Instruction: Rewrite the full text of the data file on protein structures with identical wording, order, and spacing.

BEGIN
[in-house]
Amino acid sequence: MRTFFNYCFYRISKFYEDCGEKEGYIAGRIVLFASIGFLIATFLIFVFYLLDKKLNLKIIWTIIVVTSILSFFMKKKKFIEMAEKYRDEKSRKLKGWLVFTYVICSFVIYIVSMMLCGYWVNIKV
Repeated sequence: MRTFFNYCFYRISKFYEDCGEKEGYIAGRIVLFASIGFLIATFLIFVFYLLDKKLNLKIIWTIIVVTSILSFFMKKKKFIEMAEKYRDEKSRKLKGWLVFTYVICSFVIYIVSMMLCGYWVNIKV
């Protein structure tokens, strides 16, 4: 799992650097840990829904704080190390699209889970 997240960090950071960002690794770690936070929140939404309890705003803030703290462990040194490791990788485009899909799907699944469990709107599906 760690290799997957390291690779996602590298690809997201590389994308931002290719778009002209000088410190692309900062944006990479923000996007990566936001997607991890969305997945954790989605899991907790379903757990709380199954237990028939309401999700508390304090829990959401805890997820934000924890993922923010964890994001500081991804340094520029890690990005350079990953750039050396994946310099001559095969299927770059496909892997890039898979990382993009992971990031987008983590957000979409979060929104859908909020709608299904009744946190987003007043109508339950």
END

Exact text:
[in-house]
Amino acid sequence: MRTFFNYCFYRISKFYEDCGEKEGYIAGRIVLFASIGFLIATFLIFVFYLLDKKLNLKIIWTIIVVTSILSFFMKKKKFIEMAEKYRDEKSRKLKGWLVFTYVICSFVIYIVSMMLCGYWVNIKV
Repeated sequence: MRTFFNYCFYRISKFYEDCGEKEGYIAGRIVLFASIGFLIATFLIFVFYLLDKKLNLKIIWTIIVVTSILSFFMKKKKFIEMAEKYRDEKSRKLKGWLVFTYVICSFVIYIVSMMLCGYWVNIKV
């Protein structure tokens, strides 16, 4: 799992650097840990829904704080190390699209889970 997240960090950071960002690794770690936070929140939404309890705003803030703290462990040194490791990788485009899909799907699944469990709107599906 760690290799997957390291690779996602590298690809997201590389994308931002290719778009002209000088410190692309900062944006990479923000996007990566936001997607991890969305997945954790989605899991907790379903757990709380199954237990028939309401999700508390304090829990959401805890997820934000924890993922923010964890994001500081991804340094520029890690990005350079990953750039050396994946310099001559095969299927770059496909892997890039898979990382993009992971990031987008983590957000979409979060929104859908909020709608299904009744946190987003007043109508339950």